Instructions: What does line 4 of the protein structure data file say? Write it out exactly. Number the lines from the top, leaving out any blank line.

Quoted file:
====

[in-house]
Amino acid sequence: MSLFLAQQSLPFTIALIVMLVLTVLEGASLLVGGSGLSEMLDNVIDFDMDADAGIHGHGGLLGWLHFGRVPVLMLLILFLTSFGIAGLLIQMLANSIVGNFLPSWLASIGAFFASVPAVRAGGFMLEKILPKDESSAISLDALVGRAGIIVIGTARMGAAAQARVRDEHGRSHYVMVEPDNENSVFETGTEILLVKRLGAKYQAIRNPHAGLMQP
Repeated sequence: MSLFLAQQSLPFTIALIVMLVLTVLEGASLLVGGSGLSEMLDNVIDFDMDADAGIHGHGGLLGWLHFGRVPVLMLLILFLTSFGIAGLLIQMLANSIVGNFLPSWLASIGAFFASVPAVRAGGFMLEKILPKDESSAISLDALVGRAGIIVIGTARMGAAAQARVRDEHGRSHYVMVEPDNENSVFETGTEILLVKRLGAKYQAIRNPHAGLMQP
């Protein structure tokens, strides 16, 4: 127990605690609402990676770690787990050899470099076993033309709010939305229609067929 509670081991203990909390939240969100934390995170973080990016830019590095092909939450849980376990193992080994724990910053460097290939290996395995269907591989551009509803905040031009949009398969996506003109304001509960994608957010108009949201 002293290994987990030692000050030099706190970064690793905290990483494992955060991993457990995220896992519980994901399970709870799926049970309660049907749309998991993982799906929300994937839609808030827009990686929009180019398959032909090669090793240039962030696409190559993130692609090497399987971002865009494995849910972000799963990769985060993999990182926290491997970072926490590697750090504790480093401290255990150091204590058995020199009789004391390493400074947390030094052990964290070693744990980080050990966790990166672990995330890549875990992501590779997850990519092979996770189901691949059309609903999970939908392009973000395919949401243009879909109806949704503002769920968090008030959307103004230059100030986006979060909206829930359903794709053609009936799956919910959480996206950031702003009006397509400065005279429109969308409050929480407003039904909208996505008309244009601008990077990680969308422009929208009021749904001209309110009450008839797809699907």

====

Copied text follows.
């Protein structure tokens, strides 16, 4: 127990605690609402990676770690787990050899470099076993033309709010939305229609067929 509670081991203990909390939240969100934390995170973080990016830019590095092909939450849980376990193992080994724990910053460097290939290996395995269907591989551009509803905040031009949009398969996506003109304001509960994608957010108009949201 002293290994987990030692000050030099706190970064690793905290990483494992955060991993457990995220896992519980994901399970709870799926049970309660049907749309998991993982799906929300994937839609808030827009990686929009180019398959032909090669090793240039962030696409190559993130692609090497399987971002865009494995849910972000799963990769985060993999990182926290491997970072926490590697750090504790480093401290255990150091204590058995020199009789004391390493400074947390030094052990964290070693744990980080050990966790990166672990995330890549875990992501590779997850990519092979996770189901691949059309609903999970939908392009973000395919949401243009879909109806949704503002769920968090008030959307103004230059100030986006979060909206829930359903794709053609009936799956919910959480996206950031702003009006397509400065005279429109969308409050929480407003039904909208996505008309244009601008990077990680969308422009929208009021749904001209309110009450008839797809699907």